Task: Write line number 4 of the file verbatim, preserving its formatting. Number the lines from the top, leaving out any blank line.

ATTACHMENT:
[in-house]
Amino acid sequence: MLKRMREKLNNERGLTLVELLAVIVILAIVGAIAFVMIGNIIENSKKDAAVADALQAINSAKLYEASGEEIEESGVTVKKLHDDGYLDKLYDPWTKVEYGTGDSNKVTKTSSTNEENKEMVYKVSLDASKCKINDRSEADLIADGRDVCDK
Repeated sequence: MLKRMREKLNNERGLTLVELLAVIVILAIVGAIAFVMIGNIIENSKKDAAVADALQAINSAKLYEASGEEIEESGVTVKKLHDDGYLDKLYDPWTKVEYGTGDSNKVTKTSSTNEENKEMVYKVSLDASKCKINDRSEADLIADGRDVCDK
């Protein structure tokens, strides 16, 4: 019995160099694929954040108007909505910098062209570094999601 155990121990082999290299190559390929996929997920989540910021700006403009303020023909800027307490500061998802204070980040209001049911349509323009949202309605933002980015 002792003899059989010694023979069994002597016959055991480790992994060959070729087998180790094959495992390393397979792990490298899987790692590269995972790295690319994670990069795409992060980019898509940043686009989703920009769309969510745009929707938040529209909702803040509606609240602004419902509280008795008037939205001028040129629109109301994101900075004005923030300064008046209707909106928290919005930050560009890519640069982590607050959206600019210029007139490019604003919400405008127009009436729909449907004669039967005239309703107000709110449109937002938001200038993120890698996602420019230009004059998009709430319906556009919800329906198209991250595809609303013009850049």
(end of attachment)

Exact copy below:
């Protein structure tokens, strides 16, 4: 019995160099694929954040108007909505910098062209570094999601 155990121990082999290299190559390929996929997920989540910021700006403009303020023909800027307490500061998802204070980040209001049911349509323009949202309605933002980015 002792003899059989010694023979069994002597016959055991480790992994060959070729087998180790094959495992390393397979792990490298899987790692590269995972790295690319994670990069795409992060980019898509940043686009989703920009769309969510745009929707938040529209909702803040509606609240602004419902509280008795008037939205001028040129629109109301994101900075004005923030300064008046209707909106928290919005930050560009890519640069982590607050959206600019210029007139490019604003919400405008127009009436729909449907004669039967005239309703107000709110449109937002938001200038993120890698996602420019230009004059998009709430319906556009919800329906198209991250595809609303013009850049």